Category Archives: Technology

Design and technology. Friends forever. The technology category is full of gadgets and gizmos that have proven to improve our work and life.

Give it some time and everything old will become new again.

I’m too young to remember the telegram but from what I’ve read, it’s a short concise message to someone far away. Telegram style is a way of writing that attempts to abbreviate words and pack as much information into the shortest possible number of words and or characters as possible.

Sound familiar?

Incidentally, you can still send telegrams if you have distant relatives that don’t respond to telephone calls, emails, fax or smoke signal.

Way back in 1886, some people were using the telephone and other people were trying to find a fair way to make those people pay for it. Angry diatribes printed in the newspapers were common, subscribers were up in arms over ridiculous fees and nobody could agree on whether usage based billing was justified.

Sound familiar?

Remember calling cards? You may have used them in college to keep long distance relationships intact or to call home from a European phone booth. Well, they’re back! And they are not only a solution for 25 cent a minute mobile long distance charges, they are a way to make a statement about your statement. In Canada, fair competition regulated by the CRTC, is an effort by the government to encourage competition and fair pricing in technology. However, Canadians are still paying some of the world’s highest cell phone bills.

Calling cards are a backwards way of saying yes to savings and no to outrageous fees.

Here’s how:

  • Invest $20 in a 900 minute calling card.
  • Download a free iphone app that remembers and auto-dials the access number and PIN. It even allows you to customize a timed response based on the voice prompts you receive when you dial in.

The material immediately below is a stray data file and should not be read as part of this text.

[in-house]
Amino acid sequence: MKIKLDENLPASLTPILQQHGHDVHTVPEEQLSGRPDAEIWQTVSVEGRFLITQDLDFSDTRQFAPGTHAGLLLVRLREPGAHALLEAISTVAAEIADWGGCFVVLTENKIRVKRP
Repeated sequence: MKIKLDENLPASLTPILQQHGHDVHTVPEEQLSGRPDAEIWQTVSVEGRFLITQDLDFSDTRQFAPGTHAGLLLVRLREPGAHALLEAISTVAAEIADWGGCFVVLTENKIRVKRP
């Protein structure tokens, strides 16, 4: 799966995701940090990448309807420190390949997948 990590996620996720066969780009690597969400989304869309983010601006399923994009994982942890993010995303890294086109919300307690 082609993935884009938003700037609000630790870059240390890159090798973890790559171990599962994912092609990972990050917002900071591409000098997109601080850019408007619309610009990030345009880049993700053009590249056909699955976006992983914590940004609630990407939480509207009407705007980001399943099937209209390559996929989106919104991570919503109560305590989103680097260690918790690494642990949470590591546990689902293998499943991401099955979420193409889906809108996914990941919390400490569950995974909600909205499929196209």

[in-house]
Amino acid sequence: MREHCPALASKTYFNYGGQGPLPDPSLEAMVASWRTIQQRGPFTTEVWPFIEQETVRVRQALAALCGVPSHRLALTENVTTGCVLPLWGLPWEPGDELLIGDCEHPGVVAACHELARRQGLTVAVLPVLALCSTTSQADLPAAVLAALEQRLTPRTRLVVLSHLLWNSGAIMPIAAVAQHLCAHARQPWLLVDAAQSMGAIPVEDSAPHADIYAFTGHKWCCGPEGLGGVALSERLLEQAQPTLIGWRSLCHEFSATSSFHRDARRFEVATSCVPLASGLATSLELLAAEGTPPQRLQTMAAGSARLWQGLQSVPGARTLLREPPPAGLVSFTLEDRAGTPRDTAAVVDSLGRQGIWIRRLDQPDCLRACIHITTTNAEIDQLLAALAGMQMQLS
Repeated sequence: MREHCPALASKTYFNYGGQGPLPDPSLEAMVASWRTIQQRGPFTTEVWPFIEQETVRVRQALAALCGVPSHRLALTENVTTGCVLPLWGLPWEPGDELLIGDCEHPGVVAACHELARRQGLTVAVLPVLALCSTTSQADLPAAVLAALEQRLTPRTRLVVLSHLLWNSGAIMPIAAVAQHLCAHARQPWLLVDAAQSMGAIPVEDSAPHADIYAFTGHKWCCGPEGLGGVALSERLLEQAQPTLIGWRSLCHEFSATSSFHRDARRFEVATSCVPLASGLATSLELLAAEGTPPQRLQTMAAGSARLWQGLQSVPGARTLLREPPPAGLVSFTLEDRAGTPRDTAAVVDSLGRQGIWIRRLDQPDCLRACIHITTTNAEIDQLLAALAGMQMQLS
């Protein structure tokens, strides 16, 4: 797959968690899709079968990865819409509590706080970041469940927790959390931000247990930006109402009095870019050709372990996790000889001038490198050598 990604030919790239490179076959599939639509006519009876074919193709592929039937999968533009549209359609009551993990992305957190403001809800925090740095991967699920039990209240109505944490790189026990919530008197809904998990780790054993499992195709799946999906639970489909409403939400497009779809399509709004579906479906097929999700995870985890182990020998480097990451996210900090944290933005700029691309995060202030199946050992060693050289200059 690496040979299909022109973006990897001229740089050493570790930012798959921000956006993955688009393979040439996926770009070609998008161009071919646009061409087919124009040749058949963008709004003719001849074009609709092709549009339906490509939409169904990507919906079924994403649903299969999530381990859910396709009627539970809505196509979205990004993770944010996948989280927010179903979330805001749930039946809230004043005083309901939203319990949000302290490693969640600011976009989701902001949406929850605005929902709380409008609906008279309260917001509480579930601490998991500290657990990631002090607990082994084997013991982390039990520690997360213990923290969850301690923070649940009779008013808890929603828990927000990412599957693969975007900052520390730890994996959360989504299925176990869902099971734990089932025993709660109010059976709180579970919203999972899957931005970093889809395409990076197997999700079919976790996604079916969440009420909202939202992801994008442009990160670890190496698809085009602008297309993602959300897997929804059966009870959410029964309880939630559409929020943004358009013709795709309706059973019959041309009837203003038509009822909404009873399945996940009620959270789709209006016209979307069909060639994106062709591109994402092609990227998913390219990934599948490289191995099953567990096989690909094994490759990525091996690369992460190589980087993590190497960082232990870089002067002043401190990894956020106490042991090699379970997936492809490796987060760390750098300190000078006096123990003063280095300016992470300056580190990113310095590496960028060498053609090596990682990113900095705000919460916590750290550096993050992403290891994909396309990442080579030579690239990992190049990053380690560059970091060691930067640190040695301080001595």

• Never pay carrier fees for long distance again!

Whether you’re in Canada or the U.S. this is an easy way to take advantage of history repeating itself.

While it’s old news now that the advent of iOS 4 brought iphone owners a modern way to organize apps with folders, the practicality of deciding how to group similar apps remains a primitive notion.

The commonly accepted practice remains asking yourself a series of technical questions about the app’s functionality and then grouping them according to purpose. I have been following this procedure since being introduced to folders and it has been fraught with difficulty.

Is the calculator a utility or a productivity tool? Does the address book belong in the reference or social folder? After finally making an educated decision on how best to file an application, I was then faced with the problem of relocating it for use. This wasted valuable time. Time I could be using to abuse bandwidth based billing limits with.

I am happy to report that this issue no longer plagues me! I have a achieved iphone freedom and I have done so using the power of colour.

iphone home screen